Because of concern about the potential adverse effects of consuming caffeinated beverages during pregnancy, pregnant women may choose to replace caffeinated with decaffeinated coffee. In a population-based study of 7,855 livebirths in California's San Joaquin Valley, we examined the relation of maternal decaffeinated and caffeinated coffee consumption during pregnancy to measures of fetal growth and gestational duration. Mothers answered a questionnaire in the hospital at the time of completing the birth certificate. Compared with women who drank neither decaffeinated nor caffeinated coffee, those who consumed only decaffeinated coffee showed no increased odds of small-for-gestational age birth, low birth weight, or preterm delivery, nor lowered mean birth weight or shortened mean gestational age. Women who consumed caffeinated coffee alone had an adjusted odds ratio of 1.3 [95% confidence limits (CL) = 1.0, 1.7] for preterm delivery, whereas those who consumed both caffeinated and decaffeinated coffee had an adjusted odds of 2.3 (95% CL = 1.3, 4.0). When caffeinated and decaffeinated coffee were considered as continuous variables, we found a reduction in adjusted mean birth weight of −3.0 gm per cup per week (95% CL = −5.9, −0.6) for caffeinated coffee and an increase of +0.4 gm per cup per week (95% CL = −3.7, 4–5) for decaffeinated coffee. (Epidemiology 1999;10:242–249)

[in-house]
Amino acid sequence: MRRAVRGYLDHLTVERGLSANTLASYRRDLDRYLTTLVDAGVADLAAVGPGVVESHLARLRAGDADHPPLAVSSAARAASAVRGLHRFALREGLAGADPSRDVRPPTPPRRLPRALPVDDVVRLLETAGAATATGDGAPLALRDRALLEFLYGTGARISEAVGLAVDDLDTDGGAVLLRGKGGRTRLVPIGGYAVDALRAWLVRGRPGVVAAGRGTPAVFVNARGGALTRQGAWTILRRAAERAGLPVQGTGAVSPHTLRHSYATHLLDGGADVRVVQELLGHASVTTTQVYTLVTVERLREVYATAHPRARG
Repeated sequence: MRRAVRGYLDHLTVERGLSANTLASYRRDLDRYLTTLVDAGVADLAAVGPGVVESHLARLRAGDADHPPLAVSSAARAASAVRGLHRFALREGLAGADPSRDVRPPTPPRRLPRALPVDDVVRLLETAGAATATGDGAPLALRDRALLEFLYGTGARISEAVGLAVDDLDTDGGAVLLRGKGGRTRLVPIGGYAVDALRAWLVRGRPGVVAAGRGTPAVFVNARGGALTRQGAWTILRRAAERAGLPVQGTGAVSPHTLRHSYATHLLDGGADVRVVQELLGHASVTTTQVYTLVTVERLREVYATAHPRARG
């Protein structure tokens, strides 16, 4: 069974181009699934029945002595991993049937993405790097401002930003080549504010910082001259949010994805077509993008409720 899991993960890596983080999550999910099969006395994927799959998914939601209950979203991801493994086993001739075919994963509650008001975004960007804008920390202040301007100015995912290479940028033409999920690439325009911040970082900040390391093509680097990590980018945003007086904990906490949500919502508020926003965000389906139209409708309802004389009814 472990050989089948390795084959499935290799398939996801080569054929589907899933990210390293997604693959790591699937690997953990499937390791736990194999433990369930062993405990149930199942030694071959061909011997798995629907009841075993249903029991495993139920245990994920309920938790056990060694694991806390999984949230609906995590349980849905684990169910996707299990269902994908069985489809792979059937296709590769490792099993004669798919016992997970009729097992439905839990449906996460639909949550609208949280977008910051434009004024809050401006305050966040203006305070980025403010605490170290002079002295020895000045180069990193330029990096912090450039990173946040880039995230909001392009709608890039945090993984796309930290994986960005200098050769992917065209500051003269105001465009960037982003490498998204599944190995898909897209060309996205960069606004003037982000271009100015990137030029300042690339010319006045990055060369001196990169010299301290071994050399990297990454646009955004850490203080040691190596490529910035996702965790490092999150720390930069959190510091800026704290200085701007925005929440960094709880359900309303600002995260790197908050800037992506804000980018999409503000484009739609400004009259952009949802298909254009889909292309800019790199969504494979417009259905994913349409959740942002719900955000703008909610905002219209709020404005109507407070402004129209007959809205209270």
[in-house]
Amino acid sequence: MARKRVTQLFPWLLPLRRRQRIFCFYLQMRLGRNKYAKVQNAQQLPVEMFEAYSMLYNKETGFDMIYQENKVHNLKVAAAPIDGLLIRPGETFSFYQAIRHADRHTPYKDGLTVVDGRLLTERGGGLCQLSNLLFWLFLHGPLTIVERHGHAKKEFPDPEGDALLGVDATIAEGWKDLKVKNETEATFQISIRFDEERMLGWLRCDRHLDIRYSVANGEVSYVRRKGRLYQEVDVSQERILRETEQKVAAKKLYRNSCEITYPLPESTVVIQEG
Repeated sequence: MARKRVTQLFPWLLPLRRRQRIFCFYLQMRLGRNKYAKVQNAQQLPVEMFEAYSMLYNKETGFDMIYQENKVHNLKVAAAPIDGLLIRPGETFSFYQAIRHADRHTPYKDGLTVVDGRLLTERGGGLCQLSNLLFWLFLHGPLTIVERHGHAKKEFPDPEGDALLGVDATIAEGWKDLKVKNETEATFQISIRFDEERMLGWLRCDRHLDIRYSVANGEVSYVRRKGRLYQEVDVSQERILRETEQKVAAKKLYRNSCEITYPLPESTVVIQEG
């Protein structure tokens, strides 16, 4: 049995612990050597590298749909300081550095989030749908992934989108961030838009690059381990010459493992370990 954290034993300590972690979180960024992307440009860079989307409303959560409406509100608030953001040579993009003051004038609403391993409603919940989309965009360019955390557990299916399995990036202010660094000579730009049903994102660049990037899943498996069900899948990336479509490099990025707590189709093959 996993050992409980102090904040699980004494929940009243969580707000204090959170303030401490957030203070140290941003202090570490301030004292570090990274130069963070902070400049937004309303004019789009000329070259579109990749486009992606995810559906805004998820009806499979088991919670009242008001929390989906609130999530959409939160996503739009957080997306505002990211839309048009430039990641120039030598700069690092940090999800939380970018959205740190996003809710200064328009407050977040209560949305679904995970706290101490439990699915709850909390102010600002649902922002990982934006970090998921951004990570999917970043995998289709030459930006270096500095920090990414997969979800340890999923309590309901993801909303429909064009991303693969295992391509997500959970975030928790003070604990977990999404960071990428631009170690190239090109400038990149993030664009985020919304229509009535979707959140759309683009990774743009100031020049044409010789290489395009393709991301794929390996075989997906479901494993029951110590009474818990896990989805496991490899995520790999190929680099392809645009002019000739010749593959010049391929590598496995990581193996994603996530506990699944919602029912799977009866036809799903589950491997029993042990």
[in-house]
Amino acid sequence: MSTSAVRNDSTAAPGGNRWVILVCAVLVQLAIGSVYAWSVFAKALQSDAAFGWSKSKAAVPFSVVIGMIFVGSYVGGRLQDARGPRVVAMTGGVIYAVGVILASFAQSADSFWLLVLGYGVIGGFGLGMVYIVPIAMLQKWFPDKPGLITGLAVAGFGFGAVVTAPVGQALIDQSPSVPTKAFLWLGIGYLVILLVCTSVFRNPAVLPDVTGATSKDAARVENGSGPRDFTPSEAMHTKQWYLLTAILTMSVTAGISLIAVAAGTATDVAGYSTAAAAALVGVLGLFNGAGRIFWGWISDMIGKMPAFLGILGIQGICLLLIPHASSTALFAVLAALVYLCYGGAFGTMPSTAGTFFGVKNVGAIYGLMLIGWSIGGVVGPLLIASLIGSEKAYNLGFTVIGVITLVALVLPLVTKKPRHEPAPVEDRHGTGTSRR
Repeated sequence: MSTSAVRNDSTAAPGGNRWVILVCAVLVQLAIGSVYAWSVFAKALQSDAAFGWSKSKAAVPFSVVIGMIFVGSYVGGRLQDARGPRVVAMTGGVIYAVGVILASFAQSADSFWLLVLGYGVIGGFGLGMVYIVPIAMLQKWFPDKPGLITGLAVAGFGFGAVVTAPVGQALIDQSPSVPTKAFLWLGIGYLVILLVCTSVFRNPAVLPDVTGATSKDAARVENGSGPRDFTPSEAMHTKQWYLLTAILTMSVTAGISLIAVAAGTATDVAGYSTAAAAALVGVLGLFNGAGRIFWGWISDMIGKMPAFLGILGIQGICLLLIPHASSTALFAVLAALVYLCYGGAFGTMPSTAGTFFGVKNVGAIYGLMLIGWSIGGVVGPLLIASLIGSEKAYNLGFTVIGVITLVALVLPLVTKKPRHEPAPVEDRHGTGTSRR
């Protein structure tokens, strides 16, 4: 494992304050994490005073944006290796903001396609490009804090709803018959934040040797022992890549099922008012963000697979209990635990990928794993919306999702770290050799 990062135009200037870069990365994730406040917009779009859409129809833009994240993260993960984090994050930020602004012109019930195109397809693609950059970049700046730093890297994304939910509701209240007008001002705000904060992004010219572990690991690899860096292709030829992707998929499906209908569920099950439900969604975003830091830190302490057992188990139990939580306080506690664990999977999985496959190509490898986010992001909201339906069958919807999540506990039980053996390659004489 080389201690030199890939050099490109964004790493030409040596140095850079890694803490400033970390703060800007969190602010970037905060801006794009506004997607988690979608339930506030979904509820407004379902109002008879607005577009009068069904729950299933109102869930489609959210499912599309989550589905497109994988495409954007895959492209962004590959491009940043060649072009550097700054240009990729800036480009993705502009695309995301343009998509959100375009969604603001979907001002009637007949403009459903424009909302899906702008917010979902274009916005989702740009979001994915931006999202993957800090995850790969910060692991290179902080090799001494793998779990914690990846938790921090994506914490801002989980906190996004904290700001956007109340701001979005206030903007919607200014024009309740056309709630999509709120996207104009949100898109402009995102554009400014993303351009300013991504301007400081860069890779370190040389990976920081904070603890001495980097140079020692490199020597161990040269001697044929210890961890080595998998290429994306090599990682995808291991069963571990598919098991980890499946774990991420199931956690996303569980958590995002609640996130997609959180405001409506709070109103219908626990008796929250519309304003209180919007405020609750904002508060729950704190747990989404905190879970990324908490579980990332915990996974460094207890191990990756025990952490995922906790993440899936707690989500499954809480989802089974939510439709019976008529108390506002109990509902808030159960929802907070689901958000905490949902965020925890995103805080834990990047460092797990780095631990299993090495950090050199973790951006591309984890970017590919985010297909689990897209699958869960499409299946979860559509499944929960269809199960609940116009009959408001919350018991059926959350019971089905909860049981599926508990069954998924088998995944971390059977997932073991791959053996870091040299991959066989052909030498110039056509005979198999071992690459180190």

© 1999 Lippincott Williams & Wilkins, Inc.